Wanted: health care professionals, no medical degree required.
That’s the pitch for a new UNLV School of Medicine program that aims to fill “a vital gap” in the health care system by producing community health workers who can help patients overcome social and physical barriers preventing them from receiving quality medical care.
Community health workers generally aren’t medical professionals and don’t dispense health care advice. Rather they are guides who can help members of underserved communities access health care, which could mean anything from arranging a ride to the doctor’s office and ensuring that dietary needs are being met to assisting in a search for housing.
The university launched the 10-week program last fall in partnership with the Silver State Health Insurance Exchange — the agency that provides Nevadans with Affordable Care Act coverage. Seven of the first 10 graduates who completed the training in late October are now either employed as community health workers or using those skills in other jobs, said Pamela Beal, program organizer and associate dean of clinical affairs at UNLV’s School of Medicine.
AN ‘AMAZING’ EXPERIENCE
Saru Aggarwal, a medical assistant who works at the UNLV Ackerman Center for Autism and Neurodevelopment Solutions — one of the medical school’s clinics — was one of the first graduates.
She said it opened her eyes to parts of the patient experience that she hadn’t considered as a medical professional, especially the experiences of undocumented immigrants and other medically underserved populations.
“When you’re actually talking to these people and figuring out their stories, it’s amazing what they would tell you,” she said. “It’s amazing where they’ve been and why they haven’t been to a place we all take for granted” — a doctor’s office.
The program to train the workers was initially funded by a one-year grant from the state health exchange, which expects some of the graduates can help fill a void left by the shrinking number of insurance brokers and agents in Nevada participating in the individual health insurance marketplace.
Because the program also provides certified application counselor training to students who want it, the program’s graduates who seek out the training will be qualified to help enroll clients in ACA insurance programs, explained Silver State Health Insurance Exchange spokeswoman Janel Davis.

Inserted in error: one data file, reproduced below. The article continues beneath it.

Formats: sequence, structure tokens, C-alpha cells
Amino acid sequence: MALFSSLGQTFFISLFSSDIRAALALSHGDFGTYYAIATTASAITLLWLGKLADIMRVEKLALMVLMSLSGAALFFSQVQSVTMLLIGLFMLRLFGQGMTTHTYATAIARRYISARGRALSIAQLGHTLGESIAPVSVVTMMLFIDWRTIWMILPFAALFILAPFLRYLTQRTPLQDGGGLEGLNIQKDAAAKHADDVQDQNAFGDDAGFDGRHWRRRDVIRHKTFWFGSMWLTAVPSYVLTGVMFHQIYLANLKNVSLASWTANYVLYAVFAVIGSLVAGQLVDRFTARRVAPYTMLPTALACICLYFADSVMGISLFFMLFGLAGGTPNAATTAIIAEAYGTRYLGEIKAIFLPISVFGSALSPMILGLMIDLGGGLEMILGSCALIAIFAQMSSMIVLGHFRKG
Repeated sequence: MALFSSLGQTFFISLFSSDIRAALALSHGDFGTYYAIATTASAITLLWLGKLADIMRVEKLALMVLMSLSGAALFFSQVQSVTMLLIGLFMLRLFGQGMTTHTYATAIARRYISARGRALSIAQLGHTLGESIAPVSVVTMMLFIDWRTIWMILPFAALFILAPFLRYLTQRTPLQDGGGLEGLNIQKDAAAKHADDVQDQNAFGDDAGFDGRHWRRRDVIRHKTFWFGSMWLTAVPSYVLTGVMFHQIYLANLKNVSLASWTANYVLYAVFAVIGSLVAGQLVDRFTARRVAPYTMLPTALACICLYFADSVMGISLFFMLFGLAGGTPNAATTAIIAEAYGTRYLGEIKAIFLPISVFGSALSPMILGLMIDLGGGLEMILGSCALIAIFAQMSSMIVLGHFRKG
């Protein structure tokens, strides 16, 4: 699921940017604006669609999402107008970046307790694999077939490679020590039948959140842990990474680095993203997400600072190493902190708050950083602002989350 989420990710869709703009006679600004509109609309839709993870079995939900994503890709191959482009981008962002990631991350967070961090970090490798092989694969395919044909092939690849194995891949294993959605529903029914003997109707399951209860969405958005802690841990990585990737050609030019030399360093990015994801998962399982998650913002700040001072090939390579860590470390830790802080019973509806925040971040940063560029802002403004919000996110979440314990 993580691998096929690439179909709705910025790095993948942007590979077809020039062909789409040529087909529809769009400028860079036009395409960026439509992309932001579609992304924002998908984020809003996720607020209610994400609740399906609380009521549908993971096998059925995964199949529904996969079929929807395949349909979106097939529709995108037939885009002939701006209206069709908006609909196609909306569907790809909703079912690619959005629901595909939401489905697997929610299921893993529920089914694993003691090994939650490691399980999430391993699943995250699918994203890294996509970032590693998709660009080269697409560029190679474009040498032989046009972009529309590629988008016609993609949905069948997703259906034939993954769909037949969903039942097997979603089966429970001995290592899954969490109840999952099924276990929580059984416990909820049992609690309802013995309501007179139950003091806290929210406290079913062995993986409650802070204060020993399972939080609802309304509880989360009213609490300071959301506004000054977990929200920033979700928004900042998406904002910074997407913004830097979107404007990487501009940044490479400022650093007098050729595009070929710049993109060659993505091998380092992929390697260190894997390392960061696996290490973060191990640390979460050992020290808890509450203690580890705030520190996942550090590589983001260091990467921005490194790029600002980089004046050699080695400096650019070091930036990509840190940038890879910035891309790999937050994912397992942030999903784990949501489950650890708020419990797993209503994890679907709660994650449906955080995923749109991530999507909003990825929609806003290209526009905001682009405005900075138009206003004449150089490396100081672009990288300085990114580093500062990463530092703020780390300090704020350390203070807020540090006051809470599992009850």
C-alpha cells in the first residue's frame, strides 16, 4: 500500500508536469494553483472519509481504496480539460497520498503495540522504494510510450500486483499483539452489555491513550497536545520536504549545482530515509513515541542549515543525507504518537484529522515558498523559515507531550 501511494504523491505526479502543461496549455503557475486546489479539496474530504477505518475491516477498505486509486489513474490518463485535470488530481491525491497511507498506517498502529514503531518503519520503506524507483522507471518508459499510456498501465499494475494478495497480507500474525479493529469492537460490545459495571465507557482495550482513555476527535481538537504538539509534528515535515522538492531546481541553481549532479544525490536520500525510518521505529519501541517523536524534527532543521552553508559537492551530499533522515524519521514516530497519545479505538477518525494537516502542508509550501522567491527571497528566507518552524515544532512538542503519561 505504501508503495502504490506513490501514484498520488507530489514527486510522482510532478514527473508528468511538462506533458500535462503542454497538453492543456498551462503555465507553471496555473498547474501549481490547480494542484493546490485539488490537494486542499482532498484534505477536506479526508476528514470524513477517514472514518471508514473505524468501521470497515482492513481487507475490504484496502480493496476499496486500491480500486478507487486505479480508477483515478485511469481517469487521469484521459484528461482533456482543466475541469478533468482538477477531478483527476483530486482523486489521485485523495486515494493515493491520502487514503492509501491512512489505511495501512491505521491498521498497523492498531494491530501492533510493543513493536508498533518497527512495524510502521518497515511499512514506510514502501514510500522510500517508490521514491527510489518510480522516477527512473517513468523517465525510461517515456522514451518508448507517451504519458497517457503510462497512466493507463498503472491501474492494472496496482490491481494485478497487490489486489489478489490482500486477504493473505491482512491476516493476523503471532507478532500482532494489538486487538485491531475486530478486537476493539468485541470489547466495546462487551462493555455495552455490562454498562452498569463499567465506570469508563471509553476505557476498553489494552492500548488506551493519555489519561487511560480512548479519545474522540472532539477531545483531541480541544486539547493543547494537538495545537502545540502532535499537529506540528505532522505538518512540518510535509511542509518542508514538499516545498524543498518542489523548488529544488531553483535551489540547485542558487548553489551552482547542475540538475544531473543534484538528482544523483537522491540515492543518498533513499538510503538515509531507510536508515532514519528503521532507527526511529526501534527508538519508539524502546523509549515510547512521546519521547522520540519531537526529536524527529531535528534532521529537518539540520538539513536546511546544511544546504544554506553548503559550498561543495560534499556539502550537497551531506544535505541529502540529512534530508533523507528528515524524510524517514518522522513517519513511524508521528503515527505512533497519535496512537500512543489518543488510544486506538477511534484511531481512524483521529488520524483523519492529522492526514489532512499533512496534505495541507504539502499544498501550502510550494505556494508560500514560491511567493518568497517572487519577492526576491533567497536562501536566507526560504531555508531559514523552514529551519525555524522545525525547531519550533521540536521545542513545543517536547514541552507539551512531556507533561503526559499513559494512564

Neither Medicare nor Medicaid currently reimburse health care providers for community health worker services, Beal said, though UNLV hopes that will change soon. In the meantime, organizations that employ those workers can seek reimbursement if they also serve as certified application counselors, she said.
The insurance exchange and university emphasized the importance of drawing community health workers from Native American, Spanish-speaking and rural residents to serve groups that have higher uninsured rates and are medically underserved. That ensures that the workers can connect with patients on a different level because they have similar backgrounds and shared experiences, Beal said.
‘PART OF THE COMMUNITY’
“They’re part of the community. They’re trustworthy. Families can communicate with them and they can connect families with resources,” she said.
A big part of that is communicating about seemingly nonmedical issues that can still directly affect the individuals’ well-being, Beal said.
For example, patients who are struggling to find housing, a job or insurance are unlikely to be concerned about adhering to a schedule of doctor’s visits or a medicine regimen, she said.
“If a family doesn’t have food, that’s what the family’s going to worry about,” Beal said. “They’re not going to worry about a medical appointment.”
The Affordable Care Act called for expanding community health worker programs, banking that they would save money down the line by preventing relatively minor health issues that could be addressed through early intervention from becoming costly major problems later.
While the ACA’s future is in doubt amid repeal threats by the Republican-led Congress, UNLV considers community health workers integral to the future of health care.
The medical school plans to seek further funding through the exchange and other sources to continue the program and place graduates at the school’s medical clinics or other health care providers’ offices.
Community health worker programs aren’t new. The programs were seen as a “magic bullet” in the 1960s and ’70s but by the late 1980s had largely failed to meet expectations and were terminated, according to a study last year by University of Pennsylvania and New York University researchers.
APPLYING LESSONS LEARNED
Applying the lessons of those earlier failures can create effective programs, and one key suggestion is folding the workers into medical settings while keeping them focused on non-medical issues, the researchers said.
In addition to benefiting clients, graduates of the UNLV program can expect to find plentiful employment opportunities.
Job growth for community health workers between 2014 and 2024 in the United States is predicted to reach 15 percent, more than double the 7 percent overall job growth expected during that period and outpacing job growth in health education and social work, according to the U.S. Bureau of Labor Statistics.
“The whole idea was so they could become employable and have different types of skill sets,” Beal said. “They could be community health workers, they could (also) be certified application counselors.”